Athletics: Aled Davies wins Team GB's first medal at the Olympic Stadium


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The Independent Online

Aled Davies has gone from reluctant convert to Paralympic inspiration after winning Great Britain's athletics first medal of the Games at a noisy Olympic Stadium this morning.

The 21-year-old brought roars of delight from a near capacity crowd as he clinched bronze in the F42/44 shot put with a throw of 13.78 metres.

That worked out at a total of 961 points for the Welsh athlete, who finished 26 points behind Croatian silver medallist Darko Kralj, with Denmark's Jackie Christiansen taking gold.

Davies, who was making his Paralympic debut and whose main event is the discus, saved his longest throw for his sixth and final attempt, although he was already on course for the podium thanks to a third-round effort of 13.63m.

The Bridgend athlete, who represented Wales at swimming before turning his attention to athletics in 2006, was born with talipese and hemi-hemilia in his right leg, which means the limb is missing bones, muscle and ligaments and is supported with a brace.

"As soon as I came out of that tunnel the whole stadium erupted," said Davies, who received another huge ovation when he received his medal.

"They didn't know who I was but I was competing for Great Britain and everyone started screaming.

"You cannot actually imagine and describe how electric it is in there. That atmosphere had my heart going and adrenaline through the roof."

Davies, who has put his sports management course on hold to pursue his Paralympic dream, revealed he had initially been reluctant to get involved in Paralympic sport when growing up.

"Disabled was seen in a different way (in the past) and I really didn't want to be associated with that," said Davies, who admitted such attitudes have changed now.

Watching the swimming at the 2004 Games proved a turning point.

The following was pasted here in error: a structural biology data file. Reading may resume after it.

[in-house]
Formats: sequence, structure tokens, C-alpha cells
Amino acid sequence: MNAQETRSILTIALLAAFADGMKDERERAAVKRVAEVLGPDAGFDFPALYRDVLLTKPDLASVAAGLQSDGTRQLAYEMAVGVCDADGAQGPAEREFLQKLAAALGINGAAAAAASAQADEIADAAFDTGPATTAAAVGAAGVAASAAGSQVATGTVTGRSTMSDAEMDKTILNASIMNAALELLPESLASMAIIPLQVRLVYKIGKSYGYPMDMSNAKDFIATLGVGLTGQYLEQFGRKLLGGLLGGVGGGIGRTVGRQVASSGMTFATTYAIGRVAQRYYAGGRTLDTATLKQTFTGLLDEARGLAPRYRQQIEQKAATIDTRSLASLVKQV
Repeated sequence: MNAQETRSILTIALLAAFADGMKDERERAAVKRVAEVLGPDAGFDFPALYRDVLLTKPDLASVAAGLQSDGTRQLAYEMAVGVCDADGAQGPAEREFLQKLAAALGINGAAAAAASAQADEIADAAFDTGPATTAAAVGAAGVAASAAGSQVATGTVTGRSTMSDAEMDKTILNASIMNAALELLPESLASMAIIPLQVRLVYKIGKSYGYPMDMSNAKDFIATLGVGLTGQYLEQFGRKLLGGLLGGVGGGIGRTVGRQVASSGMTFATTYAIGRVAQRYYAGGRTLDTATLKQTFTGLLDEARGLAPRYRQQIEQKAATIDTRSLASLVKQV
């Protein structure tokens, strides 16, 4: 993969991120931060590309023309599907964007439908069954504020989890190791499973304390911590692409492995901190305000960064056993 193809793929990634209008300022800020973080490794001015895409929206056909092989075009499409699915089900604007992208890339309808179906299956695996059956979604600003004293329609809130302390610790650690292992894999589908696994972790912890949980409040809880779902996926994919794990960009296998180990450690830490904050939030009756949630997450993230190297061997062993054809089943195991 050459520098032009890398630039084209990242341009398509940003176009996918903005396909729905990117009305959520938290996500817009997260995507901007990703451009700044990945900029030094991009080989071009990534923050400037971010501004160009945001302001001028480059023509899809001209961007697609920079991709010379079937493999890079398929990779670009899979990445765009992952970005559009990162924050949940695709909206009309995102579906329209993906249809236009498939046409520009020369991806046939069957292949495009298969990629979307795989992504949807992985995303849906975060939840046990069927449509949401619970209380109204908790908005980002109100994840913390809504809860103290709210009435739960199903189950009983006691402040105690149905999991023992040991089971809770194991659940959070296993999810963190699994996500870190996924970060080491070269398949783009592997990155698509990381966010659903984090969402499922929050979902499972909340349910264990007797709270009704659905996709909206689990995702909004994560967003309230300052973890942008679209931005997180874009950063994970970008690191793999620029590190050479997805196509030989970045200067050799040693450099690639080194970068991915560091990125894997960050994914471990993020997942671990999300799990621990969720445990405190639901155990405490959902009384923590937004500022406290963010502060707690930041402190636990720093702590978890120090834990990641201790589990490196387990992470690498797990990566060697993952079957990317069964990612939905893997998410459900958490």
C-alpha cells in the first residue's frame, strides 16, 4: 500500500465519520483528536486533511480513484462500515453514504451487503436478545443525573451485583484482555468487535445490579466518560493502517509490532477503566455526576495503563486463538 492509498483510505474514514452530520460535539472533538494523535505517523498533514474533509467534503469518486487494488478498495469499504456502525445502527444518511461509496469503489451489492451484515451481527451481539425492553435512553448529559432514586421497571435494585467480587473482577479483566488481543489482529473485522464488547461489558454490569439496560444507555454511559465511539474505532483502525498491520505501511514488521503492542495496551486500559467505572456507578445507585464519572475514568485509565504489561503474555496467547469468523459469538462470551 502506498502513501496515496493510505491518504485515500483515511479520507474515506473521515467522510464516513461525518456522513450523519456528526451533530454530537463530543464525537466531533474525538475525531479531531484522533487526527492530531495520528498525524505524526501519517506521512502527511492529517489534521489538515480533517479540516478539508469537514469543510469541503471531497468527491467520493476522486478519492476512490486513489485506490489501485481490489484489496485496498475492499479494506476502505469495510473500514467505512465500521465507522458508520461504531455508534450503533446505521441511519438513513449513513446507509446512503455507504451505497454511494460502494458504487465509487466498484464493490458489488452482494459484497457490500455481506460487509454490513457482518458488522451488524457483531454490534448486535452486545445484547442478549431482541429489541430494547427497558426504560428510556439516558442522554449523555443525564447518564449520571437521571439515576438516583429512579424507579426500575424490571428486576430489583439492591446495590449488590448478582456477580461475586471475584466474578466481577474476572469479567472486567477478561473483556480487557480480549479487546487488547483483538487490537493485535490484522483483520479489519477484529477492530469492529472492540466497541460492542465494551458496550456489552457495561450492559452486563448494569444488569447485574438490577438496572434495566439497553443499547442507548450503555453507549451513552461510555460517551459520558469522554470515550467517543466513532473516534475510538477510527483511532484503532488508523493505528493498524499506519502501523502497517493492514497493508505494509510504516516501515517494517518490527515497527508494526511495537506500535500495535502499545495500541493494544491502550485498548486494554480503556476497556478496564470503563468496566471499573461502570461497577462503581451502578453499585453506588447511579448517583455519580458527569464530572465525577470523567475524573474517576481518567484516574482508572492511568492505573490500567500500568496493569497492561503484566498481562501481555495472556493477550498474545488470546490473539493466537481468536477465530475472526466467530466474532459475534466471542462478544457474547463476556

He said: "I didn't really recognise myself as disabled, not knowing anything about disability sport, and I thought, 'that guy's the same as me or he's got what I've got' and I thought then I really would love to be in the Games.

"I remember always telling everyone I'll be on the podium one day.

"It goes to show if you put your heart and soul into everything and commit to training full-time anything can happen."

Now he hopes to prove a similar inspiration to the young people who were cheering him on in the stadium today.

"We can get a lot more people in the sport and make Paralympic sport a big thing in Britain," he added.

"There are people out there that still don't know about it and hopefully now seeing all these people here gives a little taste. It's quite exciting for the future of Paralympic sport."

There was disappointment for the men's team captain Stephen Miller, though, as the 32-year-old had to settle for 11th place in the F31/32/51 club throw.

Miller, who has cerebral palsy, had much higher hopes in his fifth Games, having three times won gold.

But he could only manage 26.70m, which equated to 837 points, way down on his season's best of 30.71m.

He said: "I had three bad throws and when you do that at the Paralympics you pay the price.

"I had a really bad day, I can't make any excuses. I haven't had many bad days in my career, so I guess I was due one. It's just a shame it was in London."

Ireland's John McCarthy was 15th in the club with 20.36m and 727 points.

Hannah Cockroft obliterated the Paralympic record as she pulverised the opposition in the first round of the T34 100m.

The wheelchair racer, who has cerebral palsy, won by over two seconds in 18.24secs, taking almost one-and-a-half seconds off the eight-year-old record, to emphasise her status as gold medal favourite for tonight's final.

Melissa Nicholls failed to progress from the other heat.

Wheelchair racer Shelly Woods qualified for the final of the T54 5,000m. The 26-year-old, who was paralysed from the waist down after falling from a tree aged 11, came home third in 13:12.25.

Rhys Jones was fifth in the first round of the T37 200m, his time of 24.39 quick enough to earn him a place in the final, but Sally Brown could not gain a fastest loser spot.

Ireland's Heather Jameson was seventh in the F37/38 long jump final in a new personal best of 4.11m, which gave her 950 points.